The reviews are universally positive, and virtually everyone seems to agree: the HTC One is one heck of an Android device, and quite possibly the best phone currently on the market. Outstanding build quality, great design, fast – and just like the One X before it, it looks like to me it’s a far better phone than its Galaxy counterparts. Why, then, is no one buying HTC phones?
I honestly do not understand it. Back when I bought my Android phone – Galaxy SII – I genuinely thought it was a better phone than the HTC competition, and to this day, I think the SII is the best phone in the Galaxy lineup. I strongly dislike the SIII – shapeless plastic blob with no identity – and the S4 doesn’t seem to be changing up the formula. It’s more, but the same.
After Samsung’s success with the SII, HTC started to get it’s act together. The One X was met with raving reviews (aside from its version of Sense), and if you held the SIII and One X in both hands it was clear right away which of the two was the better phone. Sadly, the world didn’t seem to agree; the SIII became yet another smashing success, and nobody bought the One X.
This year, I think the gap has widened even more. I have to do without first-hand experience for now, but judging by the reviews, videos, and photos, it certainly does look like the HTC One takes a huge leap forward in build quality and material choices, and even Sense has been changed considerably and looks far less outdated and ridiculous than it did before.
The S4, on the other hand, is more of the same; same plasticky phone with loads of ‘features’ that most likely won’t work properly, that nobody is going to use beyond the novelty factor, marred by the horrendous abomination that is TouchWiz. In fact, with every new Galaxy S flagship, Samsung seems to be moving more and more to the phone equivalent of The Homer.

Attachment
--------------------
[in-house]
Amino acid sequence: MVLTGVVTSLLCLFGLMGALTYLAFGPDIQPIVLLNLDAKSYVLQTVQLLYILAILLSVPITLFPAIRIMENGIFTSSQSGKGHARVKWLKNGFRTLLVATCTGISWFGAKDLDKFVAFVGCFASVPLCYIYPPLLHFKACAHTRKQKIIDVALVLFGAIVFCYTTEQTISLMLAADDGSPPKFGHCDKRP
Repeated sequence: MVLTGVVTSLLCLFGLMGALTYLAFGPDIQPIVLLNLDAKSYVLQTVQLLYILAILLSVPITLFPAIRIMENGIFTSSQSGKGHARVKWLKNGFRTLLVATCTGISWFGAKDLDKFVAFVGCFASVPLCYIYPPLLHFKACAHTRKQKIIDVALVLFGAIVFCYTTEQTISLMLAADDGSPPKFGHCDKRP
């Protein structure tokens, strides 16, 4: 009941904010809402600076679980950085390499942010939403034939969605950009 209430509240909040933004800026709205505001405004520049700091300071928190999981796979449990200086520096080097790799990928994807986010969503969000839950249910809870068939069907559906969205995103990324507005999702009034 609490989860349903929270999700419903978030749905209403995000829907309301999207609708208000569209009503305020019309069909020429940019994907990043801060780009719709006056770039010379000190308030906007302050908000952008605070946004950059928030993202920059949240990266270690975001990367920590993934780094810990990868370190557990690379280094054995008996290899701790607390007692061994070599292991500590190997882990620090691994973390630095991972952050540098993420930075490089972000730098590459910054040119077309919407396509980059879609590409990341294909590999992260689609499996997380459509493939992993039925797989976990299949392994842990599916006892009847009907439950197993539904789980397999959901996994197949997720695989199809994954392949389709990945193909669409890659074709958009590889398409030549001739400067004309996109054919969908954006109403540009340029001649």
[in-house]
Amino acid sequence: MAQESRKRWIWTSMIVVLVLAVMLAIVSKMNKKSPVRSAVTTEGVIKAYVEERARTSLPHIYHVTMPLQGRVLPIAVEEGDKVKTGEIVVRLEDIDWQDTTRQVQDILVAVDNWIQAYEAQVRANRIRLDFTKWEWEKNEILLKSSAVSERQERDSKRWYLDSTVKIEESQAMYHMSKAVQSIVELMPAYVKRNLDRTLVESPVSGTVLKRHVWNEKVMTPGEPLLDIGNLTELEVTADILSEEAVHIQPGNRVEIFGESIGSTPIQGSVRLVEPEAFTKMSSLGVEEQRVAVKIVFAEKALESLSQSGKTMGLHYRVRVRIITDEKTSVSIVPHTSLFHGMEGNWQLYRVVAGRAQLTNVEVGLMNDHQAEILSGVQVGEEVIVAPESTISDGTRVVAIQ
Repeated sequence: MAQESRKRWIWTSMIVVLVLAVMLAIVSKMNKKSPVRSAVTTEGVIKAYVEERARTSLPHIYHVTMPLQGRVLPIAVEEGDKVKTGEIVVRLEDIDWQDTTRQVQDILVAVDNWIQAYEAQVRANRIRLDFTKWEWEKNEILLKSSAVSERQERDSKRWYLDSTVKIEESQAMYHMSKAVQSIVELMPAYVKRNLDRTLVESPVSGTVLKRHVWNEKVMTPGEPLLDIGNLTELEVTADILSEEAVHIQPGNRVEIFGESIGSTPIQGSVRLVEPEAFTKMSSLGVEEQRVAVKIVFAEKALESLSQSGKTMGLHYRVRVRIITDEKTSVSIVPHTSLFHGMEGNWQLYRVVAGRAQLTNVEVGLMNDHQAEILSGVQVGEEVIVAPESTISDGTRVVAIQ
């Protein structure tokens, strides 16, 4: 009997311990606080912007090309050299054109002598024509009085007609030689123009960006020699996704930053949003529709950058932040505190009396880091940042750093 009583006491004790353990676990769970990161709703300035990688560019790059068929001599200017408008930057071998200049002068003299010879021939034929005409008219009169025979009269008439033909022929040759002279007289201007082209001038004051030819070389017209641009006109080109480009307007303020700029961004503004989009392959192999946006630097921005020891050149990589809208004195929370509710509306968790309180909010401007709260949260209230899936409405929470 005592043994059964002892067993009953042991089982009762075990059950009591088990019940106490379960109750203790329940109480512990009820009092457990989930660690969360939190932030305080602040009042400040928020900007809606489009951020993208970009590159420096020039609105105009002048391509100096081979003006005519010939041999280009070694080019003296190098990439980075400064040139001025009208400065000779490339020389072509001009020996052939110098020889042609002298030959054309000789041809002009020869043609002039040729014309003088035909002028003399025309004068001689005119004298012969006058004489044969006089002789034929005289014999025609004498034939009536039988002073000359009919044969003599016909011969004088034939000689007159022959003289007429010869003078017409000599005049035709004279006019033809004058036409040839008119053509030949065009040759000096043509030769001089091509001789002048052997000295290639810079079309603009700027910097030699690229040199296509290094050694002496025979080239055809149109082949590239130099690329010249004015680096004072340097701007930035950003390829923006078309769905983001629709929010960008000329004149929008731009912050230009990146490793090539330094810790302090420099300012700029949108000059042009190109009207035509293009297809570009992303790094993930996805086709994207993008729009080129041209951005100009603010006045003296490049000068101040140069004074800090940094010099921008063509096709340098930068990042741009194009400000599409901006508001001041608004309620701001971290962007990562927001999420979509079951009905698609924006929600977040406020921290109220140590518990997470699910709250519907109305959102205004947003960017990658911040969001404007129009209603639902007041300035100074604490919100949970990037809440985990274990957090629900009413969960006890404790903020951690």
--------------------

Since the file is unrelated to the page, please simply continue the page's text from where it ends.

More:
Of course, neither the HTC One nor the Galaxy S4 have been widely available long enough, so this year, everything might be different. This year, the tables might turn, and people might start buying HTC’s flagship instead of Samsung’s. I hope they do, since Samsung is becoming far too dominant for my taste, and with Nokia failing to make any inroads into the market and LG and Sony scribbling in the margins, HTC is my only remaining hope.
So, to all of you who opted for the Galaxy SIII last year, or those of you considering the S4 right now – why? Why did you or are you planning on going with Samsung over HTC? What are your reasons? Does Samsung have something HTC does not? If you live in a country with carrier lock-in (like the US), is HTC too expensive on your carrier? In countries without carrier lock-in, where you get to pick whatever phone you want regardless of carrier, is Samsung cheaper?
What is it?
While I prefer Windows Phone1, I still rock my SII, and still think it’s a fantastic phone. I do plan on replacing it at some point, though, and I really see very little reason to pick anything other than the HTC One (The Netherlands is not important enough for Google, so the Nexus 4 has never been available here). When I talk to friends with some modicum of what’s going on in the industry, they tend to prefer HTC as well.
It baffles me why no one else seems to.
1 My daily driver is an HTC 8X, which I easily chose over Nokia’s 920 – which I found too large and slippery to hold, but that’s a very personal thing. I don’t think either the 8X or the 920 is significantly better or worse than the other.
I Q2 2012, HTC, having run into financial trouble made it first savings cut in a critical place – advertising.
It did the last thing it should have done, especially as that was also when Samsung decided to massively increase its advertising.
The end result was that even though HTC had a top notch phone, its marketshare plunged from its previous share when it had not as spectacular phones. Samsung increased its advertising and took over the Android world.
The more people know about a product, the more they will consider it so HTC really need to ramp up spending on advertising, but it will take time to get past their mistakes last year when they lost mindshare and marketshare.